Beyond the religious publications, the activities of the Officina Plantiniana coincided with a period during which scholars of the Low Countries played a significant role in the development of Western thinking. Always with an eye on the list of books forbidden by the Catholic Church, during the sixteenth and seventeenth centuries, the publishing house was paramount in spreading these ideas. As a humanist believing in the social relevance of books and the importance of education (his daughters were versed in reading and writing, and involved in the family business), Plantin chose his authors carefully, and his successors kept doing so. With no heir, his employee and son-in-law Jan Moretus (1543-1610) took over: the Plantin-Moretus family was established.

It is only the third generation, the one of Balthazar Moretus that invested in something else than the printing business, and gentrified the house: childhood friend of Rubens, he commissioned many family portraits to the master of Antwerp, establishing an elegant mansion of wealthy Antwerp citizens with 30 rooms and a lovely courtyard. Tapestries, dark and sturdy wood beams and precious carvings, luxurious furniture, paintings above richly decorated chimneys in every room, globes, musical instruments are still showcased today in the museum.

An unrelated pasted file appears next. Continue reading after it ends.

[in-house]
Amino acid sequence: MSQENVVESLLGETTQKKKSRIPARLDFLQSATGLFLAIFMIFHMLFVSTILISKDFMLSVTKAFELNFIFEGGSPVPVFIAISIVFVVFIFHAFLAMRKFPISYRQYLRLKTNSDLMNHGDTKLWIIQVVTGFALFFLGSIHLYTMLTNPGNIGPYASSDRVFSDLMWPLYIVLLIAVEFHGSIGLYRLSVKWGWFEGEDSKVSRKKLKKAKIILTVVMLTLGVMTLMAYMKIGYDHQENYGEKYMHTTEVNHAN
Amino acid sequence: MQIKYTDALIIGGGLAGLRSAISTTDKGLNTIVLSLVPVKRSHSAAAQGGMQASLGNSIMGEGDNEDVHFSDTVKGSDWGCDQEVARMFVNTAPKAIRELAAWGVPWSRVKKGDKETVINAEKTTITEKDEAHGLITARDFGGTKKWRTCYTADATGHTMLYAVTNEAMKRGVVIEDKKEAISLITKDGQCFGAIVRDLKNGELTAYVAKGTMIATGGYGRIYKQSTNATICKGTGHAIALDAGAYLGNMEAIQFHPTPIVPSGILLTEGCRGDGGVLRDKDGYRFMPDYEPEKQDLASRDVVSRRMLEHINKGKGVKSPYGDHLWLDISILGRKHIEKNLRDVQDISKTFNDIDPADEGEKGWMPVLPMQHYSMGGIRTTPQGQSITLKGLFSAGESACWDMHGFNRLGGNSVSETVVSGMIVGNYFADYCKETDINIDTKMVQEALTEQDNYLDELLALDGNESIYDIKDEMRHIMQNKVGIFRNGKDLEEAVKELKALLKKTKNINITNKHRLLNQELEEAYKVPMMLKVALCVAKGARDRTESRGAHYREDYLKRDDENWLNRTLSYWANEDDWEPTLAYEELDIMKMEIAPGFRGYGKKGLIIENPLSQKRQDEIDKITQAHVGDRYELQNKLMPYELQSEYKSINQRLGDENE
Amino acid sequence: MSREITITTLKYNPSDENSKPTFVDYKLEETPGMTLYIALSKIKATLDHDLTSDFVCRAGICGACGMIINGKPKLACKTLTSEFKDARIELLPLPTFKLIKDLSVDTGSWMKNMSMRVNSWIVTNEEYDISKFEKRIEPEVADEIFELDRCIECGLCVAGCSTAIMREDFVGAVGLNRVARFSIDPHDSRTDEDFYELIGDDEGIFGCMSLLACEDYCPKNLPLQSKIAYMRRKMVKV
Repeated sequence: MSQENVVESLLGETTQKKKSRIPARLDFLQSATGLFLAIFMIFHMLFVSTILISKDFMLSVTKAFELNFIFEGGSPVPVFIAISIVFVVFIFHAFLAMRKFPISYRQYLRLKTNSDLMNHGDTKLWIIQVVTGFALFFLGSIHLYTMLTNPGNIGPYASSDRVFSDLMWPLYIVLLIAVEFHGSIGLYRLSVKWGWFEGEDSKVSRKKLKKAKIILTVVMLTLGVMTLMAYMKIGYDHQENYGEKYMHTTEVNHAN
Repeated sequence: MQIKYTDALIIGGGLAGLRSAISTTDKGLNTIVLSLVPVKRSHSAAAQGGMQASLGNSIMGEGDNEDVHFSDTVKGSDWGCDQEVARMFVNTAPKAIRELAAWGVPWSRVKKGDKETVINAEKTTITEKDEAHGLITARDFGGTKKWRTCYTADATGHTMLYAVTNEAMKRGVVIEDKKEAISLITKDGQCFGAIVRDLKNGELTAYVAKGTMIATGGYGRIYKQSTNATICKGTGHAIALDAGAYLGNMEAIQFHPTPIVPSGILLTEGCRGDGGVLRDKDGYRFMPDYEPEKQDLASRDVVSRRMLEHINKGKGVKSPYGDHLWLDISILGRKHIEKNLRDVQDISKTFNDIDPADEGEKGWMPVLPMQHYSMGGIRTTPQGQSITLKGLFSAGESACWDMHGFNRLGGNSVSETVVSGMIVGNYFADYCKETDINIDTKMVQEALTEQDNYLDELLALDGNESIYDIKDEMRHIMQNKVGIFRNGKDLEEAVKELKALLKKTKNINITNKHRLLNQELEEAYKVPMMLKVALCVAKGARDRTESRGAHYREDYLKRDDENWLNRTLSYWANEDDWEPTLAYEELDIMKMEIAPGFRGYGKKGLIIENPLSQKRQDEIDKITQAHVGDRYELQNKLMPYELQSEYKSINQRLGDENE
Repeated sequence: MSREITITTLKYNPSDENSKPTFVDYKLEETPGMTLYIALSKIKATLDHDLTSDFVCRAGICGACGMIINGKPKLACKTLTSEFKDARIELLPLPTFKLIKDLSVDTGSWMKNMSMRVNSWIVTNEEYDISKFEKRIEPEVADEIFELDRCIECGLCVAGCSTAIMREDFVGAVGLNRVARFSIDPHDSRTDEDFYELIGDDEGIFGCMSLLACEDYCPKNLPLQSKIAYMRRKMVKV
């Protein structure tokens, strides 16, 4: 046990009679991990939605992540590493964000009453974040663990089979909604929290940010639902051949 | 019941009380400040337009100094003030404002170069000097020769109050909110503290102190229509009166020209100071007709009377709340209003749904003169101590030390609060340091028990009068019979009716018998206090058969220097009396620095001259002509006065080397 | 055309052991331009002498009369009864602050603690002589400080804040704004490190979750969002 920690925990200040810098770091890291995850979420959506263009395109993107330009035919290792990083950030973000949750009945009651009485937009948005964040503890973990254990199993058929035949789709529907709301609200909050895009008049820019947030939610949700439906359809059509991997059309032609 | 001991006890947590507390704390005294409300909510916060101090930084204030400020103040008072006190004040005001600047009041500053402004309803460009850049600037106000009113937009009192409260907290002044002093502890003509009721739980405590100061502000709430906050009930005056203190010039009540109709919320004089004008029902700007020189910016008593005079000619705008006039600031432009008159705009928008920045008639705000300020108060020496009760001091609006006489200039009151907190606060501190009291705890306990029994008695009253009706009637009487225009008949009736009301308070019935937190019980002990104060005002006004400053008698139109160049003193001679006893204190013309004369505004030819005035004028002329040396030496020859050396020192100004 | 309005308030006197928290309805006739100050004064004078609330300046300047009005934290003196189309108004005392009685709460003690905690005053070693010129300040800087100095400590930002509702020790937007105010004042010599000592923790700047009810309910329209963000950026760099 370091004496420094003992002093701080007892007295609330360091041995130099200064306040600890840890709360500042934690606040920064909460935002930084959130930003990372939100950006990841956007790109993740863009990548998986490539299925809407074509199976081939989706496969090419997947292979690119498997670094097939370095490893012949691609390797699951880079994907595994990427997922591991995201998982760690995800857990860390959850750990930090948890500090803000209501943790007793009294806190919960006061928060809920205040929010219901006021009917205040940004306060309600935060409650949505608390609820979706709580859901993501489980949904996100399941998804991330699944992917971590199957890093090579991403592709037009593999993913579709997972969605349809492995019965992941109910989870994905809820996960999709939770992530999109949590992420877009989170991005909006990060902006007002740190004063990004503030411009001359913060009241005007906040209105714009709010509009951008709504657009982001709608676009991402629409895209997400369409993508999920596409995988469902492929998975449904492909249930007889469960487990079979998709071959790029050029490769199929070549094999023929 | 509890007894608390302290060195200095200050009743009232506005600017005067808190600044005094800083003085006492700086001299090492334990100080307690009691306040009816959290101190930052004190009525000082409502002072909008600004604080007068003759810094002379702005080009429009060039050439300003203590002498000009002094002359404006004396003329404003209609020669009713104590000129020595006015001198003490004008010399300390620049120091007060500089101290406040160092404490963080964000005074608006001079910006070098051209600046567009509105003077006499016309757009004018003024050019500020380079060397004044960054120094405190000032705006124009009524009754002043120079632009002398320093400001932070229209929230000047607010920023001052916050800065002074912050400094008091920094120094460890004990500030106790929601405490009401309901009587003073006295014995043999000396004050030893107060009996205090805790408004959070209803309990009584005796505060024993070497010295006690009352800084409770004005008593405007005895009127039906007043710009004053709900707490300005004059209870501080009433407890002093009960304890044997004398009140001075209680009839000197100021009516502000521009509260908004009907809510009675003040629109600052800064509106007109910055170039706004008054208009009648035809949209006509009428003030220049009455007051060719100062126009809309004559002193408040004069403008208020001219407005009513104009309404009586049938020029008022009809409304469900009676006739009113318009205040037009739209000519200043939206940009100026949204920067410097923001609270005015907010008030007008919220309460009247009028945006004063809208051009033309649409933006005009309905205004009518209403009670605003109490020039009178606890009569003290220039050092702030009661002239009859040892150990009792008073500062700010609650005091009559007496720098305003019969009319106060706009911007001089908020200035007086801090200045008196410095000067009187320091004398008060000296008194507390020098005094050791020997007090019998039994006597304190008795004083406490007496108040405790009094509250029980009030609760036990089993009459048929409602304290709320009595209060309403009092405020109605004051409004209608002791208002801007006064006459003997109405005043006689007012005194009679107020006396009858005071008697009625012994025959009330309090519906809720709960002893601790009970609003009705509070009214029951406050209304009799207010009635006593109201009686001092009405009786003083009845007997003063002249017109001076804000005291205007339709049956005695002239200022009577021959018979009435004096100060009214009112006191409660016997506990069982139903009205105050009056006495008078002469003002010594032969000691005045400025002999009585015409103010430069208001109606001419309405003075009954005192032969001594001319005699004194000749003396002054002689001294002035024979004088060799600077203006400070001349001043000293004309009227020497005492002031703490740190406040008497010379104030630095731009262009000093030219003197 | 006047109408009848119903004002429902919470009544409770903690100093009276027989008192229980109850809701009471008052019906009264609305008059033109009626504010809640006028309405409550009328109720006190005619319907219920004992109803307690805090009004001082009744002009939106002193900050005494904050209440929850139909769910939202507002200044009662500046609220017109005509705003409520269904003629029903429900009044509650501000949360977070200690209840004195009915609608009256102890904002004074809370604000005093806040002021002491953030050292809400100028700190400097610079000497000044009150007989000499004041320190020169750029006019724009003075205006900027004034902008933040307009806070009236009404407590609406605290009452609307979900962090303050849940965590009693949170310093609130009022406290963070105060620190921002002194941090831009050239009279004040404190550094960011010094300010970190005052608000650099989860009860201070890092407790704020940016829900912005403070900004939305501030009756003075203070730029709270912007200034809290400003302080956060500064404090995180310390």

The printing process

If today editing a typo, changing a letter type or adapting its size is a matter of seconds, the printing process used to be a lot more cumbersome!

Once the book was selected and the agreement struck with its author, it all started by choosing the letter type and size (of course, every letter was first carved by hand and polished nicely in order to create a mould to be able to create new letter blocks). Then, the letters were arranged in mirror image by the typesetters, well-aligned and secured on the printing plate. The printer put ink on the printing plate, inserted the paper on top and rolled it into the press. This could be repeated about 2,500 times a day, democratizing books hence knowledge. Bibles were definitely the best sellers, and song books, almanacs and travel stories became popular to read at home.

However, before the actual printing could start, proof-readers studied the templates. Often mastering five languages or more (Dutch and French, often Spanish, Italian, Greek and Latin, and sometimes Hebrew and Aramaic), they would carefully read every word to catch any potential mistake and correct it before pressing.